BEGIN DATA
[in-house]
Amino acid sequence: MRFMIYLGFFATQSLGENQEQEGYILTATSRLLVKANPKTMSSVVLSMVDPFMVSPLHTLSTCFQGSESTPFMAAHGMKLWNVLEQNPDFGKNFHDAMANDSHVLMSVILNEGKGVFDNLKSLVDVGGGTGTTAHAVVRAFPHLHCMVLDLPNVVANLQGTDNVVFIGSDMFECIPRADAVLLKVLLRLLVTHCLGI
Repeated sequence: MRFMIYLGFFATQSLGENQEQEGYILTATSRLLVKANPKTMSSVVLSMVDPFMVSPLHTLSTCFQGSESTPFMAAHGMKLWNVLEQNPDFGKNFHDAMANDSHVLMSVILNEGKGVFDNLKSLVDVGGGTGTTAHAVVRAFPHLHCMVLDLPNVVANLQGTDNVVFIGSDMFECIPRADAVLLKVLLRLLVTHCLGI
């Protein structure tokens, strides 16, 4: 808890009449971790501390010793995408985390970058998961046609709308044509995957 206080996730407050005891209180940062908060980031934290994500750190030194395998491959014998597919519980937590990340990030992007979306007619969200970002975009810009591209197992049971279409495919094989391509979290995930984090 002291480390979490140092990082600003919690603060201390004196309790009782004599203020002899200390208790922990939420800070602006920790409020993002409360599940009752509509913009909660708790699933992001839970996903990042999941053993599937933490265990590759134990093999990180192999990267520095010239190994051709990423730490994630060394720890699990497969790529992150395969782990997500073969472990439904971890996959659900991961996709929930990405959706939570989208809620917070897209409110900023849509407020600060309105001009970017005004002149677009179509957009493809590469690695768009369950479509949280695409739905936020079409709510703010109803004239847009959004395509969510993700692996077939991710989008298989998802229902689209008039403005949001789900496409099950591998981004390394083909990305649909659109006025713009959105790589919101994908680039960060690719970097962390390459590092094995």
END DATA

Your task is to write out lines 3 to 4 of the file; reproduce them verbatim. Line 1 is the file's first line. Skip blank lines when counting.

Repeated sequence: MRFMIYLGFFATQSLGENQEQEGYILTATSRLLVKANPKTMSSVVLSMVDPFMVSPLHTLSTCFQGSESTPFMAAHGMKLWNVLEQNPDFGKNFHDAMANDSHVLMSVILNEGKGVFDNLKSLVDVGGGTGTTAHAVVRAFPHLHCMVLDLPNVVANLQGTDNVVFIGSDMFECIPRADAVLLKVLLRLLVTHCLGI
């Protein structure tokens, strides 16, 4: 808890009449971790501390010793995408985390970058998961046609709308044509995957 206080996730407050005891209180940062908060980031934290994500750190030194395998491959014998597919519980937590990340990030992007979306007619969200970002975009810009591209197992049971279409495919094989391509979290995930984090 002291480390979490140092990082600003919690603060201390004196309790009782004599203020002899200390208790922990939420800070602006920790409020993002409360599940009752509509913009909660708790699933992001839970996903990042999941053993599937933490265990590759134990093999990180192999990267520095010239190994051709990423730490994630060394720890699990497969790529992150395969782990997500073969472990439904971890996959659900991961996709929930990405959706939570989208809620917070897209409110900023849509407020600060309105001009970017005004002149677009179509957009493809590469690695768009369950479509949280695409739905936020079409709510703010109803004239847009959004395509969510993700692996077939991710989008298989998802229902689209008039403005949001789900496409099950591998981004390394083909990305649909659109006025713009959105790589919101994908680039960060690719970097962390390459590092094995």